What's more, Wah says, MU is an all-or-nothing program in which missing one measure means participating providers lose their incentives and face penalties. "We have repeatedly asked the administration to provide much-needed flexibility so physicians can continue to participate without excessive burden and worry about missing a small fraction of one measure. We have asked for a 75% pass rate to receive incentives and a 50% pass rate to stave off penalties," he says.
But while many in the industry agree that MU is overly ambitious, its timelines are too aggressive, and its approach is too stringent, it's not a universal opinion. Though he agrees there are issues with meeting MU deadlines, Eckert doesn't believe the program is too regimented or "one size fits all." The standardization and minimum levels of automation set by MU are "incredibly helpful to our industry," he says. "Without such a level-set, I don't think things like the CCD [continuity of care document] and Direct [Protocol] could have gained any traction."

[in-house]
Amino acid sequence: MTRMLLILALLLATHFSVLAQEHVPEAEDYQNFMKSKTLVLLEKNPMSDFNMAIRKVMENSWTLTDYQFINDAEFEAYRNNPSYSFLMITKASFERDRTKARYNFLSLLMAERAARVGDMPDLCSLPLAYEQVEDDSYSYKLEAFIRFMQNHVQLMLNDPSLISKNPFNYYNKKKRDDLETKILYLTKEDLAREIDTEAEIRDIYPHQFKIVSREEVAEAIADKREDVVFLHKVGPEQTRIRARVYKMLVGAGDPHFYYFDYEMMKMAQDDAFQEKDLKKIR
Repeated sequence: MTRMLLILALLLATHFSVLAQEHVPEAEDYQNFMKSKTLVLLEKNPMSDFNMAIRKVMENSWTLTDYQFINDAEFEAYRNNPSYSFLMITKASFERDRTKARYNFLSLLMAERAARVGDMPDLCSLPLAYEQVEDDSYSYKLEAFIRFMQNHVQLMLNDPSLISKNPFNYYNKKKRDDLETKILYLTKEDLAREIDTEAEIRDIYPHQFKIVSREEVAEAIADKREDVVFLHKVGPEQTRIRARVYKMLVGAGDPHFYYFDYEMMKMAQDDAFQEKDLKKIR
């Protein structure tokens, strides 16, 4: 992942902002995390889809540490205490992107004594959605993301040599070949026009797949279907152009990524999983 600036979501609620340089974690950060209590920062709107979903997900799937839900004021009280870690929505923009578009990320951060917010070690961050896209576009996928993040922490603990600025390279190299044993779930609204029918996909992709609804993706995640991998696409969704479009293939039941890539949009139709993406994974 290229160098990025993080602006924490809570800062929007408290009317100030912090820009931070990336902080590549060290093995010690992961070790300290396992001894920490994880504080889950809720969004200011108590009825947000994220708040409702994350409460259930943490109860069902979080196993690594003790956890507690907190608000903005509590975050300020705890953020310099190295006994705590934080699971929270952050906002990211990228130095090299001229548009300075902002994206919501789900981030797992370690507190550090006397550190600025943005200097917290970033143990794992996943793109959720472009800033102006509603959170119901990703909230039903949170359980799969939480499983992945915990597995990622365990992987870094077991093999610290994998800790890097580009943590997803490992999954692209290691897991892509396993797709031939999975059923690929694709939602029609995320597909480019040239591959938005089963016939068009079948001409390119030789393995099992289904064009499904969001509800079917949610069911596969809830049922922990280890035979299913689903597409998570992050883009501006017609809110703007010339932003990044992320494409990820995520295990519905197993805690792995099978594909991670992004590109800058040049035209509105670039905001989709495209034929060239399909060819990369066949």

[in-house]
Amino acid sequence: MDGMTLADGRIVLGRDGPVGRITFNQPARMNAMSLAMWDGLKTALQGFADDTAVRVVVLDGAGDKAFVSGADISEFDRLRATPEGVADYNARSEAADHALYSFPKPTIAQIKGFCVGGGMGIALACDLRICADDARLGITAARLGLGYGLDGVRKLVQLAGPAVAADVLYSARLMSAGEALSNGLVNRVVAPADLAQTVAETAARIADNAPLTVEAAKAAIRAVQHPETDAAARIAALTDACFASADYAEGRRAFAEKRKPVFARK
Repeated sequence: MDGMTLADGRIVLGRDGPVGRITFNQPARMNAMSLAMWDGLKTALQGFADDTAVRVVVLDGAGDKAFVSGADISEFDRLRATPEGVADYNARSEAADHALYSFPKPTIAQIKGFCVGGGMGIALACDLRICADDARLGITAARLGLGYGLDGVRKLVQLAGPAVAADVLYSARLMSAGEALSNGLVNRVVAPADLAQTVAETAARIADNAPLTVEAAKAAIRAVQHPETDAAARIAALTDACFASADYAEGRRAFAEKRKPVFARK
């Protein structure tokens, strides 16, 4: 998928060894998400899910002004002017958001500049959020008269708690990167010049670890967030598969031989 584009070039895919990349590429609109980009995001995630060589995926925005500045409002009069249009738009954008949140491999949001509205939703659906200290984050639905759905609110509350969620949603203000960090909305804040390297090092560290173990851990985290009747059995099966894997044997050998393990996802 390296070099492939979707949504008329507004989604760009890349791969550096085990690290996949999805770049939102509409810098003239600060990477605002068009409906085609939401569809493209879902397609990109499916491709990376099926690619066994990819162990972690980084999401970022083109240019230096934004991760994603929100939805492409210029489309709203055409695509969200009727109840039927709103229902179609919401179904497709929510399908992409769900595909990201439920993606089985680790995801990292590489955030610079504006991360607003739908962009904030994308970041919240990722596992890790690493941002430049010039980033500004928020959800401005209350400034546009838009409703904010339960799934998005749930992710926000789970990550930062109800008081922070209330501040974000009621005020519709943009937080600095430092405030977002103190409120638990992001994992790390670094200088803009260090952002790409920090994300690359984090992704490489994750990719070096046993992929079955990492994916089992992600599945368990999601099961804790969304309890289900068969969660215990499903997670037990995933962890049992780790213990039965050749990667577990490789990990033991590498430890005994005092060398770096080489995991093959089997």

Eckert says organizations that did the minimum necessary to attest will likely find themselves in trouble down the road because "they did not adequately integrate their technology with their processes. It is not too late for them to fix that, but they will likely need to make process optimization the goal rather than [securing] the remaining MU dollars."
HIT thought leader and advocate C. Peter Waegemann also doesn't believe MU has overstepped its bounds. In fact, he says the program didn't go far enough. "However, I understand the frustrations of many physicians who have to deal with user-unfriendly and cumbersome systems," he says. "I can understand hospitals that are struggling with system adjustments, and I support patients who find that MU only provides part of an open, transparent access to their care data and decision making in the care process."